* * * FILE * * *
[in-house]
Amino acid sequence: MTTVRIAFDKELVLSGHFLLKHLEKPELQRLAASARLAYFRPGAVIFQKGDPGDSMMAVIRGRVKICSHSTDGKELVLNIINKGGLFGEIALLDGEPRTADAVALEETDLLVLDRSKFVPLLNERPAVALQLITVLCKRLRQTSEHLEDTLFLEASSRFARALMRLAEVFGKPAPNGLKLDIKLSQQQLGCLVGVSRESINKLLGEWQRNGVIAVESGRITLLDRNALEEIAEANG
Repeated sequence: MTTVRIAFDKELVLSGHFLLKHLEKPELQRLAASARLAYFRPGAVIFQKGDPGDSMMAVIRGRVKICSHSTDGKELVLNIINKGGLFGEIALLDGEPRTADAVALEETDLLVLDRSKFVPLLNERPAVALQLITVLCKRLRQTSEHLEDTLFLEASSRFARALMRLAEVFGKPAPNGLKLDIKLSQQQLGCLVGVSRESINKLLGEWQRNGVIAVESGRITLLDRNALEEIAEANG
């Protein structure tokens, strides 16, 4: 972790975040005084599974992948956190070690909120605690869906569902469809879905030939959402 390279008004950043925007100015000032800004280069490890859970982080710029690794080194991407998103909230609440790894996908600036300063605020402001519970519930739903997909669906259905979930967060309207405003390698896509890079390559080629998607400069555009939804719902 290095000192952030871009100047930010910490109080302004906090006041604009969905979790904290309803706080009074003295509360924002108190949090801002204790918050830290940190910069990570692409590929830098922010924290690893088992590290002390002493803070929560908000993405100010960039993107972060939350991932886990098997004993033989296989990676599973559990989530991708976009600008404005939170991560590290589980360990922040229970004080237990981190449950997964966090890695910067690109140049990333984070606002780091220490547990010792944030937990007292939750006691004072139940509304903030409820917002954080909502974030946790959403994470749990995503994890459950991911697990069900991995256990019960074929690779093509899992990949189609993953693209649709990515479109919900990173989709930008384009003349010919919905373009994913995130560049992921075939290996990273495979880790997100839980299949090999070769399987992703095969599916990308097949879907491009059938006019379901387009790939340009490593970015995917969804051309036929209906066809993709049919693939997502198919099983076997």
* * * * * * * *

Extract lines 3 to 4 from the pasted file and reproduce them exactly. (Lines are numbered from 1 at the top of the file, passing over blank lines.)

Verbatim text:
Repeated sequence: MTTVRIAFDKELVLSGHFLLKHLEKPELQRLAASARLAYFRPGAVIFQKGDPGDSMMAVIRGRVKICSHSTDGKELVLNIINKGGLFGEIALLDGEPRTADAVALEETDLLVLDRSKFVPLLNERPAVALQLITVLCKRLRQTSEHLEDTLFLEASSRFARALMRLAEVFGKPAPNGLKLDIKLSQQQLGCLVGVSRESINKLLGEWQRNGVIAVESGRITLLDRNALEEIAEANG
């Protein structure tokens, strides 16, 4: 972790975040005084599974992948956190070690909120605690869906569902469809879905030939959402 390279008004950043925007100015000032800004280069490890859970982080710029690794080194991407998103909230609440790894996908600036300063605020402001519970519930739903997909669906259905979930967060309207405003390698896509890079390559080629998607400069555009939804719902 290095000192952030871009100047930010910490109080302004906090006041604009969905979790904290309803706080009074003295509360924002108190949090801002204790918050830290940190910069990570692409590929830098922010924290690893088992590290002390002493803070929560908000993405100010960039993107972060939350991932886990098997004993033989296989990676599973559990989530991708976009600008404005939170991560590290589980360990922040229970004080237990981190449950997964966090890695910067690109140049990333984070606002780091220490547990010792944030937990007292939750006691004072139940509304903030409820917002954080909502974030946790959403994470749990995503994890459950991911697990069900991995256990019960074929690779093509899992990949189609993953693209649709990515479109919900990173989709930008384009003349010919919905373009994913995130560049992921075939290996990273495979880790997100839980299949090999070769399987992703095969599916990308097949879907491009059938006019379901387009790939340009490593970015995917969804051309036929209906066809993709049919693939997502198919099983076997």